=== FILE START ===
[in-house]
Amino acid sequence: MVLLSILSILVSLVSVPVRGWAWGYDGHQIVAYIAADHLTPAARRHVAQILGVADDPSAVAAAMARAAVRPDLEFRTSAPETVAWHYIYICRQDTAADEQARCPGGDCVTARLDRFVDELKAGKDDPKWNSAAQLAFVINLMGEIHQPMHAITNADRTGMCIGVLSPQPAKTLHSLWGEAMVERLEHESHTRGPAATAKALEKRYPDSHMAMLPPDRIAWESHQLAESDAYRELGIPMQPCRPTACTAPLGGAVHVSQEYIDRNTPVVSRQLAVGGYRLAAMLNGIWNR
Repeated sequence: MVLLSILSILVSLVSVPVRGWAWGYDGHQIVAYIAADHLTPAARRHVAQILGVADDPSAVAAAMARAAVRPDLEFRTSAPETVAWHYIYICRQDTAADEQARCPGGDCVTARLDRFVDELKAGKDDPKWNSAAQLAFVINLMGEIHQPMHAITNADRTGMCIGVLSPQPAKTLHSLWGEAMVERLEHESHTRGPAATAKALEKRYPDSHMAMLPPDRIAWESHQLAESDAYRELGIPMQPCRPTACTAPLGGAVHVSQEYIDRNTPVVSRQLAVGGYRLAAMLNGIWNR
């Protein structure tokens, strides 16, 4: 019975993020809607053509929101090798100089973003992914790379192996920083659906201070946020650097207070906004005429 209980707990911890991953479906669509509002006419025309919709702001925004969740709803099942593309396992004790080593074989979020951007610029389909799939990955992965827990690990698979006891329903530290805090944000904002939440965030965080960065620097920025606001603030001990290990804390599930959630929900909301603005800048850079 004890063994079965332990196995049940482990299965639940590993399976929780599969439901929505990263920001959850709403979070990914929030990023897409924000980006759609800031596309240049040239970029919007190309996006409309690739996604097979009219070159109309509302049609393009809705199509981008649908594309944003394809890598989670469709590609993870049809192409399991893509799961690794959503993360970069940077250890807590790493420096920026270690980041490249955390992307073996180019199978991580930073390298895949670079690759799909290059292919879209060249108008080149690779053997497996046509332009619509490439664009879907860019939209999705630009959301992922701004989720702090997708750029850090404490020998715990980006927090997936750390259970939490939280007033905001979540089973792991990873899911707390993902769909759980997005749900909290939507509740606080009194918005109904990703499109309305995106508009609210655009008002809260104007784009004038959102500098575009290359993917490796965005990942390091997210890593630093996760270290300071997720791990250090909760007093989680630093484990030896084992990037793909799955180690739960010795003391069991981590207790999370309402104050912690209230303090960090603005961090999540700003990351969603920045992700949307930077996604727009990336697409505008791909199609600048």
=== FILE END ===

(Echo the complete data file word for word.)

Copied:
[in-house]
Amino acid sequence: MVLLSILSILVSLVSVPVRGWAWGYDGHQIVAYIAADHLTPAARRHVAQILGVADDPSAVAAAMARAAVRPDLEFRTSAPETVAWHYIYICRQDTAADEQARCPGGDCVTARLDRFVDELKAGKDDPKWNSAAQLAFVINLMGEIHQPMHAITNADRTGMCIGVLSPQPAKTLHSLWGEAMVERLEHESHTRGPAATAKALEKRYPDSHMAMLPPDRIAWESHQLAESDAYRELGIPMQPCRPTACTAPLGGAVHVSQEYIDRNTPVVSRQLAVGGYRLAAMLNGIWNR
Repeated sequence: MVLLSILSILVSLVSVPVRGWAWGYDGHQIVAYIAADHLTPAARRHVAQILGVADDPSAVAAAMARAAVRPDLEFRTSAPETVAWHYIYICRQDTAADEQARCPGGDCVTARLDRFVDELKAGKDDPKWNSAAQLAFVINLMGEIHQPMHAITNADRTGMCIGVLSPQPAKTLHSLWGEAMVERLEHESHTRGPAATAKALEKRYPDSHMAMLPPDRIAWESHQLAESDAYRELGIPMQPCRPTACTAPLGGAVHVSQEYIDRNTPVVSRQLAVGGYRLAAMLNGIWNR
């Protein structure tokens, strides 16, 4: 019975993020809607053509929101090798100089973003992914790379192996920083659906201070946020650097207070906004005429 209980707990911890991953479906669509509002006419025309919709702001925004969740709803099942593309396992004790080593074989979020951007610029389909799939990955992965827990690990698979006891329903530290805090944000904002939440965030965080960065620097920025606001603030001990290990804390599930959630929900909301603005800048850079 004890063994079965332990196995049940482990299965639940590993399976929780599969439901929505990263920001959850709403979070990914929030990023897409924000980006759609800031596309240049040239970029919007190309996006409309690739996604097979009219070159109309509302049609393009809705199509981008649908594309944003394809890598989670469709590609993870049809192409399991893509799961690794959503993360970069940077250890807590790493420096920026270690980041490249955390992307073996180019199978991580930073390298895949670079690759799909290059292919879209060249108008080149690779053997497996046509332009619509490439664009879907860019939209999705630009959301992922701004989720702090997708750029850090404490020998715990980006927090997936750390259970939490939280007033905001979540089973792991990873899911707390993902769909759980997005749900909290939507509740606080009194918005109904990703499109309305995106508009609210655009008002809260104007784009004038959102500098575009290359993917490796965005990942390091997210890593630093996760270290300071997720791990250090909760007093989680630093484990030896084992990037793909799955180690739960010795003391069991981590207790999370309402104050912690209230303090960090603005961090999540700003990351969603920045992700949307930077996604727009990336697409505008791909199609600048």